Struck by the warmth, humanity, and collective resilience of the people as they sought to forge a new national identity, Bamberger stopped thinking about the Rwandese primarily as Hutus or Tutsis, or as perpetrators or survivors, as the international media most often portrayed them.

Instead, his photographs explore how the people of Rwanda are finding their way while faced with modern-day issues like healthcare, education and housing. We get a glimpse of how people are living side-by-side in ‘one Rwanda’, the government’s catchphrase for a country trying to put itself back together, 20 years after the genocide.

In the tradition of German photographer August Sander—whose landmark publication Face of Our Time depicted a diverse cross-section of society during the Weimer Republic—Bamberger’s portraits reveal the modern-day face of Rwanda and include: farmers, shopkeepers, taxi drivers, security guards, country club members, construction workers and orphaned children.

 

Biography

 

Bill Bamberger’s work explores large social issues of our time: the demise of the American factory, housing in America, and adolescents coming of age in an inner-city high school.  His first book, Closing: The Life and Death of an American Factory won the Mayflower Prize in Non-Fiction and was a semifinalist for the Robert F. Kennedy Book Award.  His photographs have appeared in Aperture, Doubletake, Harper’s and the New York Times Magazine.  He has had one-person exhibitions at the Yale University Art Gallery, the Smithsonian Institution, the North Carolina Museum of Art and the National Building Museum.  A trademark of Bamberger’s photography is that it is first shown in the neighborhood where it was created, prior to its museum exhibition.

Events

Visualizing the Muslim Gandhi

Timothy Dobe and Sumathi Ramaswamy will present, compare and discuss several visual images of M.K. Gandhi, each of which embodies important dimensions of Islamic traditions.  They will consider, for example, images of Gandhi by the Indian Sufi writer, Khwaja Hasan Nizami from the 1920s, drawn during Gandhi’s rise to fame, and by three iconic Muslim artists of modern India, who to are drawn to painting the Mahatma.  This interdisciplinary conversation will draw on material religious studies and the historiography of visual culture.

 

Timothy S. Dobe is Associate Professor of  Religious Studies at Grinnell College and currently a Visiting Fellow at DISC.  His work focuses on South Asian ascetic traditions and holy men, colonial history and postcolonial studies, and theory in the study of religion, particularly comparative, performance and material religion studies.  His recent book Hindu Christian Faqir: Modern Monks, Global Christianity and Indian Sainthood (2015) historicizes the category of sainthood in colonial Punjab through a comparative study of the Christian sadhu Sundar Singh and the neo-Vedantin swami Rama Tirtha.  His next major project draws on recent religious studies models for understanding religiously plural contexts and applies them to M. K. Gandhi, arguing for the importance of local and lived Islamic traditions in the Mahatma’s South African and Indian contexts and contemporary transnational, activist communities.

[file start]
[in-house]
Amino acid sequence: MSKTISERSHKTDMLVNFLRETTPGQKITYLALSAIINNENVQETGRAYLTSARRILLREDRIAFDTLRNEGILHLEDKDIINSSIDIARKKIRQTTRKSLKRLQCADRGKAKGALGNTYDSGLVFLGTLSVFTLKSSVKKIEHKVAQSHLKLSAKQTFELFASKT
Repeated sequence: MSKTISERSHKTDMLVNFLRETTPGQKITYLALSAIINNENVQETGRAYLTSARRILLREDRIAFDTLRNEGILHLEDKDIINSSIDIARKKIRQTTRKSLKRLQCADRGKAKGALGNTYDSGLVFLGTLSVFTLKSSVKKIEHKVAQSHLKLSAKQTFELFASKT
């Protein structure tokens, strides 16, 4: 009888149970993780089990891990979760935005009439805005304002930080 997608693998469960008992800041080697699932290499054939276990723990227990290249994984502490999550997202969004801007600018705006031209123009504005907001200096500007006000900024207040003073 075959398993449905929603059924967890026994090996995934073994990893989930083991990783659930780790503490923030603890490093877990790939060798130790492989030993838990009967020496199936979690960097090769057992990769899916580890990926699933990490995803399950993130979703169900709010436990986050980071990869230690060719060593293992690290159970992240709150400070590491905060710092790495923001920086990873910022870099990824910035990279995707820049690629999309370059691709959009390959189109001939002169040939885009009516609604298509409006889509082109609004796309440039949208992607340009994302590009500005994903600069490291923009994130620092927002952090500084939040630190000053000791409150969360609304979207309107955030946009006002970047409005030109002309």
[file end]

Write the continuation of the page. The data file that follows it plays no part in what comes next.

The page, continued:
Sumathi Ramaswamy is James B. Duke Professor of History and International Comparative Studies at Duke University and Co-Director of Duke’s India Initiative, and President of the American Institute of Indian Studies (2018- 2022).  She has published extensively on language politics, gender studies, spatial studies and the history of cartography, visual studies and the modern history of art, and more recently, digital humanities and the history of philanthropy. Her most recent monograph is titled Terrestrial Lessons: The Conquest of the World as Globe (University of Chicago Press, 2017). She is the winner of numerous scholarly awards including from the John Simon Guggenheim Foundation and the American Council of Learned Societies, and the Alexander von Humboldt Foundation in Germany.  She is currently working on a book on the shifting contours of educational philanthropy in colonial and modern India, and on a collaborative digital humanities project titled “No Parallel?  The Fatherly Bodies of Gandhi and Mao.”

 

This presentation is sponsored by the John Hope Franklin Center, the Duke India Initiative, and the Duke Islamic Studies Center. A light lunch will be served. Parking is available in nearby Trent Rd. and Erwin Rd. parking decks. The series provides 1-hour parking vouchers to guests.

 

Image credit line

Gulammohammed Sheikh, Kaavad: Gandhiji, 2008, Acrylic and oil on board, 8’ x 3’